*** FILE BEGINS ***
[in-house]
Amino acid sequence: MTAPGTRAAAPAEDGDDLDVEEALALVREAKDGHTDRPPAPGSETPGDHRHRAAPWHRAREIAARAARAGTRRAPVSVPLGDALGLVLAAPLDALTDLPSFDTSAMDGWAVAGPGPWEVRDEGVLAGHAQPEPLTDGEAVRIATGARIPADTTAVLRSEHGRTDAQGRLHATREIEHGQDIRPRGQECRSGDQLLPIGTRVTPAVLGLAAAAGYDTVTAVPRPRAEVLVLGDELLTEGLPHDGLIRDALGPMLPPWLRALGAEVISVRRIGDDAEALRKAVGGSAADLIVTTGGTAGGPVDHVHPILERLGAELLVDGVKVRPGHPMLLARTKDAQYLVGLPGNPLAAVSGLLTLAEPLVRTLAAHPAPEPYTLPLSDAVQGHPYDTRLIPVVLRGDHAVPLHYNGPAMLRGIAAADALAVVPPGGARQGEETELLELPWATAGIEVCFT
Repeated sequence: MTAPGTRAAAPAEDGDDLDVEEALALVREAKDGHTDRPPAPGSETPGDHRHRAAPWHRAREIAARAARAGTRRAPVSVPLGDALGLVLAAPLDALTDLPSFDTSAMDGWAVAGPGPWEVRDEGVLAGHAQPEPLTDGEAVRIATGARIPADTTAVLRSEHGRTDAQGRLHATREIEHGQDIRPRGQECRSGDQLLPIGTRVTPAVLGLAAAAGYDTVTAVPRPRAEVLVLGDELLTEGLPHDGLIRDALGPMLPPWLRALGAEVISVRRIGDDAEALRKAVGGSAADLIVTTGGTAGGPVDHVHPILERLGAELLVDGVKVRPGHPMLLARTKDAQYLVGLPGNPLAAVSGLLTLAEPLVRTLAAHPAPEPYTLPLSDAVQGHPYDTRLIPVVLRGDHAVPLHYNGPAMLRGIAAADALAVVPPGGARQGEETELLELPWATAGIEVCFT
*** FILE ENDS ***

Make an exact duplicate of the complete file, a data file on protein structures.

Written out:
[in-house]
Amino acid sequence: MTAPGTRAAAPAEDGDDLDVEEALALVREAKDGHTDRPPAPGSETPGDHRHRAAPWHRAREIAARAARAGTRRAPVSVPLGDALGLVLAAPLDALTDLPSFDTSAMDGWAVAGPGPWEVRDEGVLAGHAQPEPLTDGEAVRIATGARIPADTTAVLRSEHGRTDAQGRLHATREIEHGQDIRPRGQECRSGDQLLPIGTRVTPAVLGLAAAAGYDTVTAVPRPRAEVLVLGDELLTEGLPHDGLIRDALGPMLPPWLRALGAEVISVRRIGDDAEALRKAVGGSAADLIVTTGGTAGGPVDHVHPILERLGAELLVDGVKVRPGHPMLLARTKDAQYLVGLPGNPLAAVSGLLTLAEPLVRTLAAHPAPEPYTLPLSDAVQGHPYDTRLIPVVLRGDHAVPLHYNGPAMLRGIAAADALAVVPPGGARQGEETELLELPWATAGIEVCFT
Repeated sequence: MTAPGTRAAAPAEDGDDLDVEEALALVREAKDGHTDRPPAPGSETPGDHRHRAAPWHRAREIAARAARAGTRRAPVSVPLGDALGLVLAAPLDALTDLPSFDTSAMDGWAVAGPGPWEVRDEGVLAGHAQPEPLTDGEAVRIATGARIPADTTAVLRSEHGRTDAQGRLHATREIEHGQDIRPRGQECRSGDQLLPIGTRVTPAVLGLAAAAGYDTVTAVPRPRAEVLVLGDELLTEGLPHDGLIRDALGPMLPPWLRALGAEVISVRRIGDDAEALRKAVGGSAADLIVTTGGTAGGPVDHVHPILERLGAELLVDGVKVRPGHPMLLARTKDAQYLVGLPGNPLAAVSGLLTLAEPLVRTLAAHPAPEPYTLPLSDAVQGHPYDTRLIPVVLRGDHAVPLHYNGPAMLRGIAAADALAVVPPGGARQGEETELLELPWATAGIEVCFT